Dahlak is the writer and performer of Spiritrials, at Alexander Upstairs 20 — 25 April.
Tell us a little more about Spiritrials?
I started working on this project almost five years ago. I had only the slightest idea of what I wanted to create and present but I knew I had something to express. I had proven to myself (and others) that I could do music, or do character voices, or hold an audience’s attention for 45-60 minutes, but I had never attempted to bring it all together. Spiritrials was my attempt to break down the compartments that separate my art. What I do has always been one art form to me. Spiritrials allows my audience to understand that when I rap, when I act, when I speak poetry, I’m just using different tools to tell different sides of the same story.
What’s the next project?
I’m hoping to adapt Spiritrials into a “choose-your-own-adventure” coffee table book. The book would include the script, related poetry, the music, lesson plans, and essays.
And the one you’re dreaming of?
I’m in the early stages of conceptualizing another multi-dimensional project called Commercial. The music, writing and media would serve to document the experiences of an actor in Los Angeles struggling with existentialism and alienation in a world of loose-morals, compromise and fantasy.
How did you get into theatre?
My brother took a theatre class in high school and showed promise. His enthusiasm about it and his success with it inspired me to take the class as well. I took theatre classes throughout high school and was encouraged to continue pursuing it.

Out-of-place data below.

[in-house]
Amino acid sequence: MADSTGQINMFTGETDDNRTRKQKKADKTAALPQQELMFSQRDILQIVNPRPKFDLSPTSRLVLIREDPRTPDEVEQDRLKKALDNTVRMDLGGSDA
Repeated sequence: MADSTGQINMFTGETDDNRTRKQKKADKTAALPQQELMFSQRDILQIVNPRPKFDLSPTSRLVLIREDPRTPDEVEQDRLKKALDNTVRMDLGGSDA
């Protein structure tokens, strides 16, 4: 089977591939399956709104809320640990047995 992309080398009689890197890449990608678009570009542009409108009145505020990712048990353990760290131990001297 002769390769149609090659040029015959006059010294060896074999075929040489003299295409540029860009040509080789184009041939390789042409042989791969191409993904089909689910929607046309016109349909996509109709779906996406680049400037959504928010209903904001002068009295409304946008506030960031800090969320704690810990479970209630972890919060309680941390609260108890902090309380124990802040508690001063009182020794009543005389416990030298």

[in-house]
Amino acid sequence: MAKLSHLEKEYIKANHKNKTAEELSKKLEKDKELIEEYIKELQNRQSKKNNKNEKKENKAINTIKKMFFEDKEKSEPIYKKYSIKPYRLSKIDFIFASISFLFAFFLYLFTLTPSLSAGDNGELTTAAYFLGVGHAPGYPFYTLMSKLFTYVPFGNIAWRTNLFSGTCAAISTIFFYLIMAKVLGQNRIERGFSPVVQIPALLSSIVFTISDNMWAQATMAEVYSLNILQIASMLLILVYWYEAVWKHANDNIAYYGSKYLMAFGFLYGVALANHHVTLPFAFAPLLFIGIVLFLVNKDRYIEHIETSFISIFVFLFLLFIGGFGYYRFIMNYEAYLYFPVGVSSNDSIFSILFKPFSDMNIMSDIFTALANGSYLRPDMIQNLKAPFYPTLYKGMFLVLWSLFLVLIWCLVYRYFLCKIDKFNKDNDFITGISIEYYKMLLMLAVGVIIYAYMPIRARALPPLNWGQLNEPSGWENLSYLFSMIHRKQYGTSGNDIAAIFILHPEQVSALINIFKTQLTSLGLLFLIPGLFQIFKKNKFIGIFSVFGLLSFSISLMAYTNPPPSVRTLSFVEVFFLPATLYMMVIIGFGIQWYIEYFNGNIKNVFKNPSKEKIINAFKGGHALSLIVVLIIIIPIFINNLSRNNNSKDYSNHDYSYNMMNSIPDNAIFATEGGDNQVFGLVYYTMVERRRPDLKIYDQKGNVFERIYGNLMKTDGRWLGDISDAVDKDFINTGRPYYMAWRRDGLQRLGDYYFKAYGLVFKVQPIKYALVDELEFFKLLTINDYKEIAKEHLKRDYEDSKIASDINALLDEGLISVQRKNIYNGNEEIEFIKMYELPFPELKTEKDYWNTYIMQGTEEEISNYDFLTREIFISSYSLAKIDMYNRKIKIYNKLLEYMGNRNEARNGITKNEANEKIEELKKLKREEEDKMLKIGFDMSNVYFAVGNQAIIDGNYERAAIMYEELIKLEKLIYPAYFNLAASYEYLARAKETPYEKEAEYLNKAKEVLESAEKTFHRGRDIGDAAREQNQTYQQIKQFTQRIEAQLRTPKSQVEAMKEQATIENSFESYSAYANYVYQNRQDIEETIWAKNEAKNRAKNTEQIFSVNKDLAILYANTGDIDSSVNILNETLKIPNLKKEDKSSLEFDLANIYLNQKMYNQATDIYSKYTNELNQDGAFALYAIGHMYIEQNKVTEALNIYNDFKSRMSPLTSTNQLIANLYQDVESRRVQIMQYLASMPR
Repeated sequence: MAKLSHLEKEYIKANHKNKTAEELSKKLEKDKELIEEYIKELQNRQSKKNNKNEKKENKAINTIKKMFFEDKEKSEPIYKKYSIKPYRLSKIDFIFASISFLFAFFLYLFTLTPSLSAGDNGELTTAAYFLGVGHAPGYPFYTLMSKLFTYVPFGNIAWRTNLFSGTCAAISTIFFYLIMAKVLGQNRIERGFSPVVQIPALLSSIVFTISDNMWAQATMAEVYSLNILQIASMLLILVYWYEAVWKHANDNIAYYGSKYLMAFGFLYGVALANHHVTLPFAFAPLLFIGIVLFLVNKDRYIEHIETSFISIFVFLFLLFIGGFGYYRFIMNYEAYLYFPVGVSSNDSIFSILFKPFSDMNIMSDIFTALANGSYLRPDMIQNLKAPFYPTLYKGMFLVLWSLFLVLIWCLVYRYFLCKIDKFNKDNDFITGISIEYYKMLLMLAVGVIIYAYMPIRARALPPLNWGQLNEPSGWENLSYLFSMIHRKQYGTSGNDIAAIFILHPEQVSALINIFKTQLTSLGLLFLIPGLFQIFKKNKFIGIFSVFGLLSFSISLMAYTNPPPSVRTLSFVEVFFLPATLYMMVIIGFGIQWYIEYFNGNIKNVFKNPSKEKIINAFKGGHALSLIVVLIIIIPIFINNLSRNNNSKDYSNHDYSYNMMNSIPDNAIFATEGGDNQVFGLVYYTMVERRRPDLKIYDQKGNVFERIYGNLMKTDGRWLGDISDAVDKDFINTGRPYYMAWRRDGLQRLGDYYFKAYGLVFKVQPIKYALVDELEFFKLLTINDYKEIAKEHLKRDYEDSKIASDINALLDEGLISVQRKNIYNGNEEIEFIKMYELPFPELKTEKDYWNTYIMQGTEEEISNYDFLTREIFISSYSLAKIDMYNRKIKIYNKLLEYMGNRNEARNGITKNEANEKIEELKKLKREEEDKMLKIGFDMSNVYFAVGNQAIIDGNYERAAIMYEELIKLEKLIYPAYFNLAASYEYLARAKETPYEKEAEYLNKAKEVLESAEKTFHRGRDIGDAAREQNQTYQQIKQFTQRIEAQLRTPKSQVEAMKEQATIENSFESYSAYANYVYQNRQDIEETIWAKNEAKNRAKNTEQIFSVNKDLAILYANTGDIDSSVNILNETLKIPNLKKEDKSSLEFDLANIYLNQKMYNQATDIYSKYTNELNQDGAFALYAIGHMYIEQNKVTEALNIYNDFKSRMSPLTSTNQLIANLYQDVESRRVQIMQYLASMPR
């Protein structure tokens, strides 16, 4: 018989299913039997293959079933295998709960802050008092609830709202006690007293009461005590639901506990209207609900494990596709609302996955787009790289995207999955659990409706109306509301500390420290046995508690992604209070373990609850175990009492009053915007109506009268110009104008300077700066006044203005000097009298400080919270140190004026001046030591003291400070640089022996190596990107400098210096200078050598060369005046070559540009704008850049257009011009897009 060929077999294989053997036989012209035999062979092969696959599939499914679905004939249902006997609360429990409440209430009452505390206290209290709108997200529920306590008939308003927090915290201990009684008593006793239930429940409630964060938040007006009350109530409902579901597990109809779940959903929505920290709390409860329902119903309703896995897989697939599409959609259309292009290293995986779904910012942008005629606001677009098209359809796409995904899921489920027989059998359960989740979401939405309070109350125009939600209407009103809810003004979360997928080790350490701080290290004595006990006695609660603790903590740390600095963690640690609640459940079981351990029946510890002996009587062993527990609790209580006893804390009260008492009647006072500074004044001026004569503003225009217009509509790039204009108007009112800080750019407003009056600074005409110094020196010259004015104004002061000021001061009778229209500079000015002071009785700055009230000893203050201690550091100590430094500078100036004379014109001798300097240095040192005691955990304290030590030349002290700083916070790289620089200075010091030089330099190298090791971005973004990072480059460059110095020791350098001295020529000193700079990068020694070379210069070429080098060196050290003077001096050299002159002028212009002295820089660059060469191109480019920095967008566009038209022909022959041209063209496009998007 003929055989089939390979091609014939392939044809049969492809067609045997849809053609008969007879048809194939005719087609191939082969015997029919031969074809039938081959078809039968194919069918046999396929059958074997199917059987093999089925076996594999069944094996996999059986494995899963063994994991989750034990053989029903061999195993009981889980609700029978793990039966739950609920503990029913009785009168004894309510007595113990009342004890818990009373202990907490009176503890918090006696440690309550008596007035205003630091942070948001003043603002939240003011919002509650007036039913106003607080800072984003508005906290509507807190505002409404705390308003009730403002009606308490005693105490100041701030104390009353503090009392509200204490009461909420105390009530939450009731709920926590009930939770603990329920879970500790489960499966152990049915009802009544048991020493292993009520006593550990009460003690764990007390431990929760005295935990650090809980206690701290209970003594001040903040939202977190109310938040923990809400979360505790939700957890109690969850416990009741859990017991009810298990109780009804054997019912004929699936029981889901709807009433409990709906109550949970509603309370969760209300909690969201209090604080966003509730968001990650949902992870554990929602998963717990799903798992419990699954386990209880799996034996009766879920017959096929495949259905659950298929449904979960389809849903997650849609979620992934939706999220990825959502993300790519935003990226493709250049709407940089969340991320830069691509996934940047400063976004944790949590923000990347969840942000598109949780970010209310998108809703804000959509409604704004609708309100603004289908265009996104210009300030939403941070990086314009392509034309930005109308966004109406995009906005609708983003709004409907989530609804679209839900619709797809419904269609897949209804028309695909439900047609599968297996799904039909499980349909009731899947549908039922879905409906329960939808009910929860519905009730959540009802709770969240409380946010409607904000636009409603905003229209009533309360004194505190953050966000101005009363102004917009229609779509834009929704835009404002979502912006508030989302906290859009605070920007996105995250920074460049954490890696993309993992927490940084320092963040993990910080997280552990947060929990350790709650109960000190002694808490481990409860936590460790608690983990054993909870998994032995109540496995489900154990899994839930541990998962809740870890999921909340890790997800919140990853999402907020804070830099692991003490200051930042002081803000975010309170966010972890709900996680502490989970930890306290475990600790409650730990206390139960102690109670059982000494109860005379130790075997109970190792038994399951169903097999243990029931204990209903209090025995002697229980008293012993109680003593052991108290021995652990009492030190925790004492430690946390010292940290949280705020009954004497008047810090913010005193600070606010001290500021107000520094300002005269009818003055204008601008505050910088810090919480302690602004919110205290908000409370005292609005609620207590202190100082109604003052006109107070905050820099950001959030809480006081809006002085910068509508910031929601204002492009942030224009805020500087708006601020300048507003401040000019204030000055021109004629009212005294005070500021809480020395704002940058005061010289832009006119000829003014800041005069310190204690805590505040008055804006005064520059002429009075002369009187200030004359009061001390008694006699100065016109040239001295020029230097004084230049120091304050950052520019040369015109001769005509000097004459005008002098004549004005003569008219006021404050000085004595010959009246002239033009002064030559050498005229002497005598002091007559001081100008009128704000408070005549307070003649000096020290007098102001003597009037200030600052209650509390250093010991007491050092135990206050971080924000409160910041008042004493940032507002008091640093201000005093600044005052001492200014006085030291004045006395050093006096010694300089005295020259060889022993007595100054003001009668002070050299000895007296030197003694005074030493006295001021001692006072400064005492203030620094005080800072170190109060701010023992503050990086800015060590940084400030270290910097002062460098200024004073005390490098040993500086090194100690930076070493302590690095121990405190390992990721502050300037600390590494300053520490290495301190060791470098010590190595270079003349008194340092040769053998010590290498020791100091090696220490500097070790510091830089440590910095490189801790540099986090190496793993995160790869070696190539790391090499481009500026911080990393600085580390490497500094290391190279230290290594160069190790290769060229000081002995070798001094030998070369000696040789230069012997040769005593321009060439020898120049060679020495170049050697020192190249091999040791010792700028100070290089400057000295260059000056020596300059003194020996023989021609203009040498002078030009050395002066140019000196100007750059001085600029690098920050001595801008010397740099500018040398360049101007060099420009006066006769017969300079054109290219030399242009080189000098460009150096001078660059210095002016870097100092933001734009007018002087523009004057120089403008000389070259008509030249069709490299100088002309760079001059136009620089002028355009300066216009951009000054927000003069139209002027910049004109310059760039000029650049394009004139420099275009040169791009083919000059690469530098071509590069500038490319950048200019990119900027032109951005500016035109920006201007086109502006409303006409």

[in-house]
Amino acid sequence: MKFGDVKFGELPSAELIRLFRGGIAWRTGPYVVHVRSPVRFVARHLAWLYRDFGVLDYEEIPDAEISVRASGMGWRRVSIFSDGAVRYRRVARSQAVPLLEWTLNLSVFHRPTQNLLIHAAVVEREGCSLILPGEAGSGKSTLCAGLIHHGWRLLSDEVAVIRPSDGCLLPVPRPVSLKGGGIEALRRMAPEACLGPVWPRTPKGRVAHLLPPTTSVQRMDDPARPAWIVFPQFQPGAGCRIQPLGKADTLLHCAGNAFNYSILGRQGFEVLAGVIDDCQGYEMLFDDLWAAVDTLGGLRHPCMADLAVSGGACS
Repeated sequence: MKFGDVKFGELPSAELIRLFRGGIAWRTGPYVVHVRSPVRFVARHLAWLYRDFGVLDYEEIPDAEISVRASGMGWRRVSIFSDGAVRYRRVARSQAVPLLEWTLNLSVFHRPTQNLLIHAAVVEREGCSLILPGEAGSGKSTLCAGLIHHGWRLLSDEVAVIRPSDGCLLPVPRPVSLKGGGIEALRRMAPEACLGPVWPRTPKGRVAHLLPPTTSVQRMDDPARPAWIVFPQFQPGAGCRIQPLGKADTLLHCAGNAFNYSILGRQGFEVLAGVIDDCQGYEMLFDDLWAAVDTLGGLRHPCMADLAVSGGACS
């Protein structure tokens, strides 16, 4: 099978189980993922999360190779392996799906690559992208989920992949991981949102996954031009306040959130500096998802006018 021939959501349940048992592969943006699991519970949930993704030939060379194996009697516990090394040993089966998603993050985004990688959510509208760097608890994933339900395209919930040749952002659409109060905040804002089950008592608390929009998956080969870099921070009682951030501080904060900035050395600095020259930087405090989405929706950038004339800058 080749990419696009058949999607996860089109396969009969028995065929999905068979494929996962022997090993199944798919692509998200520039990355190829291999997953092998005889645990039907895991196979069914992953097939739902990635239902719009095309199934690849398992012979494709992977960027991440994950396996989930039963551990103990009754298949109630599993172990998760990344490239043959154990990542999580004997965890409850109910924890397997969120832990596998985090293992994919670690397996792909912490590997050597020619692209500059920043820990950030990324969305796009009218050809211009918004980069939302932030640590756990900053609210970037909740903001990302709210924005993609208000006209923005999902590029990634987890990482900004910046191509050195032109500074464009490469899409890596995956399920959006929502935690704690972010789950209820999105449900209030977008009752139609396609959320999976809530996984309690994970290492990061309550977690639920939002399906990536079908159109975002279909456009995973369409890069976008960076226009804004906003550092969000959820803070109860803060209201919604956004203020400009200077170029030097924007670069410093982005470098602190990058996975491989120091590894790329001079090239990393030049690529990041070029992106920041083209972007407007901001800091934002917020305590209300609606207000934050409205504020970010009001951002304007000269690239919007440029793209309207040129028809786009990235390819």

Dinner with any two figures from history: who would you invite and what would you serve them?
Malcolm X and Tupac Shakur; Injera – my mother’s home dish from Eritrea.
Favorite spot in Cape Town (besides Alexander Bar, obviously)?
This is my first time in South Africa, ask me after the show.
What excites you about theatre?
I love how great plays end. When I’m experiencing a great dramatist at work, I find myself bracing myself for the end, taking a great inhalation as the final scene closes, and then unable to breathe as the lights go down. This experience only happens to me in the theatre. It is a mixture of catharsis, amazement and gratitude occurring all at once.
What mistakes have you made and learned the most from?
There were periods in my artistic career where I did not know how to filter criticism. I doubted myself too much and began to put my belief in others, who may not have known more than me or may have know even less. I’m more critical of criticism these days. I inspect where it’s coming from and what the intentions might be. I’m also aware that most people are not able to see artistic vision until its fully realized.
Who do you think people should be talking about?
I’m less concerned with WHO people are talking about than I am with WHAT they are talking about.